By Melvin R. Laird
Monday, February 6, 2006
There is great interest in the debate over our Army's force structure, strategy and the relevance of the "Total Force" concept in the 21st century. Some have argued that the Total Force concept no longer "fits" our nation's military strategy. Reflecting on all the reasons that the country adopted this concept in the 1970s, one must conclude that, to the contrary, it fits now more than ever.
We shouldn't forget that the Total Force concept was based on the hard lessons of the Vietnam War and fiscal realities. The Guard and reserves were not mobilized during that conflict because President Lyndon B. Johnson preferred to use the draft rather than risk the political fallout of activating units in America's heartland. When the Total Force concept was announced in August 1970, our plan was to integrate Guard and reserve forces as full partners in defense. In so doing we were able to end the draft and establish the all-volunteer force. Better training and fully equipping our nation's militia would be essential to ensure that we had a cost-effective force.
Fast-forward 30 years.
As we have experienced since the Persian Gulf War, when you call out Guard or reserve units, you call out America. The National Guard provides, through its dual state and federal mission, the necessary friction between the states and the executive and legislative branches to promote dialogue and debate about the nation's defense priorities and policies. The Defense Department should learn a lesson or two from the recently completed Base Realignment and Closure Commission. Governors and members of Congress are stakeholders in the defense of America. The Defense Department would be wise to work with them when addressing the states' Guard and reserve policies.
When examining the contributions to today's war on terrorism, one sees a force in which the Guard and reserves have flown over 80 percent of all airlift missions and provided as many as half of the troops in Iraq and Afghanistan. But under the rubric of transformation, the National Guard is in danger of becoming a second-rate force, falling behind in modern equipment and trained personnel. The new Quadrennial Defense Review reduces the Guard and reserves overall by more than 45,000 members, and it appears to be a polite way of starting downsizing.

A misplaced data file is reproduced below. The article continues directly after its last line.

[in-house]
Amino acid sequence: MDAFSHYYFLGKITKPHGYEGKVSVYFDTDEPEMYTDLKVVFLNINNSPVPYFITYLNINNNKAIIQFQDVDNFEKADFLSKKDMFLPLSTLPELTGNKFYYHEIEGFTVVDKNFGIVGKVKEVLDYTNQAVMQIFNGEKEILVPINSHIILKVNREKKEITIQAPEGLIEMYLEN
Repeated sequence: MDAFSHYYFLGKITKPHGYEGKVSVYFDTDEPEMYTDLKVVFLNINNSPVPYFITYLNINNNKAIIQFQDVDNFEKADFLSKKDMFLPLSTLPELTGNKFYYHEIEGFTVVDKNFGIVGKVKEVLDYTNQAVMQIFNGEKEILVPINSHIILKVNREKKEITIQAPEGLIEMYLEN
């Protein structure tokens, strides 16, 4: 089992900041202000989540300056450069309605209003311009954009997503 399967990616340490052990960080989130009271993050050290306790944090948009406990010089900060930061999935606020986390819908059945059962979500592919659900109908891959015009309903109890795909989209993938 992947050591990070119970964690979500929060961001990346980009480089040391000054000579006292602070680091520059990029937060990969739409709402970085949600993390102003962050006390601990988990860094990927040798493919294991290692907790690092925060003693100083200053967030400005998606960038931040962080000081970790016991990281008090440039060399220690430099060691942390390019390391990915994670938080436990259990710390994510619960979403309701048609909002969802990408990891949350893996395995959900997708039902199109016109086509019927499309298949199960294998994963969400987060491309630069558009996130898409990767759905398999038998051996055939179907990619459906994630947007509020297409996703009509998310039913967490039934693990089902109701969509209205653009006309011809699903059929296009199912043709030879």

The Defense Department should not tax its most cost-efficient agencies, the National Guard and reserves, to fund other shortfalls. The Army's budget is not sufficient to maintain or refit the regular forces, Reserve and National Guard, even to meet the limited military strategy being followed by the Pentagon. Our Army's equipment is in need of reconditioning and replacement after four years of war.
The percentage of military spending has not kept pace with the reality of a global war on terrorism. The nation is at war -- at home and abroad. The cost of freedom has risen since Sept. 11. It will not be easy or popular to reverse the downward trend in defense spending. But the realities of the global terrorist threat and the outside possibility of conventional warfare from a challenge by a China, Iran or North Korea demand that we take off the blinders.
As one who was there at the formulation of the Total Force concept -- with the end of the draft and creation of the all-volunteer force, with the Guard and reserves properly equipped and trained -- I would argue that discontinuing these policies is not the answer to defense spending shortfalls. If we go back to the National Guard and reserves relegated to hand-me-down equipment -- an afterthought -- then the lessons of Vietnam will have been forgotten. Our economy is large, growing and productive, and can absorb needed additional outlays.
The Total Force concept has been a victory for America; I urge the Defense Department leadership not to turn it into a defeat. Energize the Total Force concept. The National Guard and reserves are -- along with a properly configured regular force -- the cost-effective solution for an uncertain future.
The writer was a Republican representative from Wisconsin for nine terms and then served as defense secretary from 1969 to 1973. He is senior counselor for national and international affairs at the Reader's Digest Association Inc.